Stories have been told since the beginning of civilization – sharing our own or listening to another’s. We love to get lost in stories: films, books, readings, theatre – we are drawn to the lives of characters whose heartbreaks and triumphs we connect with and can reflect on as our own. I hope you enjoy this blog as it is another avenue for storytelling, one in which tales of research, medicine, patients, and education all converge.
A very powerful story I encourage you to read, especially as part of the medical community is “The Spirit Catches You and You Fall Down” by Anne Hadiman. Compassionately narrated, the author examines the cultural, medical, and language barriers of a refugee family from Laos and the medical community of Merced, California as they treat Lia Lee, a Hmong child diagnosed with epilepsy. This story embodies the term “narrative medicine.” Narrative medicine is not about medicine and technology but rather about people, their cultures, foundations, beliefs, denials and acceptances of patients within the healthcare system.
I have been witness to many stories during the past year at OHSU and the VA Medical Center on my rotations. These stories have been filled with hope and fear, science and faith, brilliance and doubt. The purest essence of storytelling exists in these wards and on these floors we have all come to know so well. In medicine, we tend to forget that we all have a story. We come in naïve, innocent, and open. We are trained, coached and critiqued on factual truth. We forget that History really means “his story” and “her story.” We talk about someone in the context of their illness – Mr. C with Type II Diabetes, Mr A. with a pneumothorax, Ms. R with cellulitis and COPD. When we talk to a person, we help him write his story, how he came to be where he is and how he is handling the issue. Family members and friends help enrich the story, allowing us to tease out the details and nuances.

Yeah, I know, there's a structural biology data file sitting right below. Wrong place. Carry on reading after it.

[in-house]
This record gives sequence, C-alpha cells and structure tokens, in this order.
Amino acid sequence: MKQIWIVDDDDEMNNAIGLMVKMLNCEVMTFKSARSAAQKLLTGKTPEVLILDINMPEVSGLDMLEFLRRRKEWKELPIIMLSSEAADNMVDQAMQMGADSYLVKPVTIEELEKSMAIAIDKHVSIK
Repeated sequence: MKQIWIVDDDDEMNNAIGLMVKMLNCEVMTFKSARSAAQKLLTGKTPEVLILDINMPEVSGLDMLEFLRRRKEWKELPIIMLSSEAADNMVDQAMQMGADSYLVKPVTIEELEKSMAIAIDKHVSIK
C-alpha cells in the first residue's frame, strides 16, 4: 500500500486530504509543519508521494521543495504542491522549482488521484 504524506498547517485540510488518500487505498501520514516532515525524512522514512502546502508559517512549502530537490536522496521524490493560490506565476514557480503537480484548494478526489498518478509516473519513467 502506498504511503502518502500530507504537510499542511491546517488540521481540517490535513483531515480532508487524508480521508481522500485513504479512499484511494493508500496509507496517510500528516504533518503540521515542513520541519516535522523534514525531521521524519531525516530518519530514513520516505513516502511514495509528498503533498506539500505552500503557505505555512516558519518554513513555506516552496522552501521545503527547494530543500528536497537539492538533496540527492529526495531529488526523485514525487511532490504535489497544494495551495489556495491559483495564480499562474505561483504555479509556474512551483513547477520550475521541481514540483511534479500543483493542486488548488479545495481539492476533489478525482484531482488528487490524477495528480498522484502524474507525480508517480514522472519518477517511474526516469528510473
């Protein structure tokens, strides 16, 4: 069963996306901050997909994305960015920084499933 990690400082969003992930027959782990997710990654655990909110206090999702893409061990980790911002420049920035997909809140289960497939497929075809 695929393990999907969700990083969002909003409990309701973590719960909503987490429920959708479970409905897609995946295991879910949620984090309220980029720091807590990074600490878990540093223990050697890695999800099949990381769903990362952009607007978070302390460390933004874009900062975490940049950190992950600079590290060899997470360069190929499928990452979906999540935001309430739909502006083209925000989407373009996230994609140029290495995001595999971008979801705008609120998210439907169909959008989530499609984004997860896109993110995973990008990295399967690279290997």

These stories, the narrative encounters in medicine, are how we can create an understanding of not only our patients, but also our teams, preceptors, and fellow students. Medical explanations of health and disease are culturally driven. Narrative medicine is the link between the cultural and conventional wisdoms. It is the story that is ubiquitous across all bounds and frees us to be open to what that person wants and needs us to experience with them. Listening to these stories make us better clinicians and better people.
I challenge you – the next time you meet with a patient – learn one thing no one else knows about them. You may be surprised by the story you hear.
Shameless plug: There will be an open forum discussion about “The Spirit Catches You and You Fall Down” on Monday, January 27 from 4:30-6:30pm in the Student Center Media Room – please join us! Snacks will be served and the discussion lively!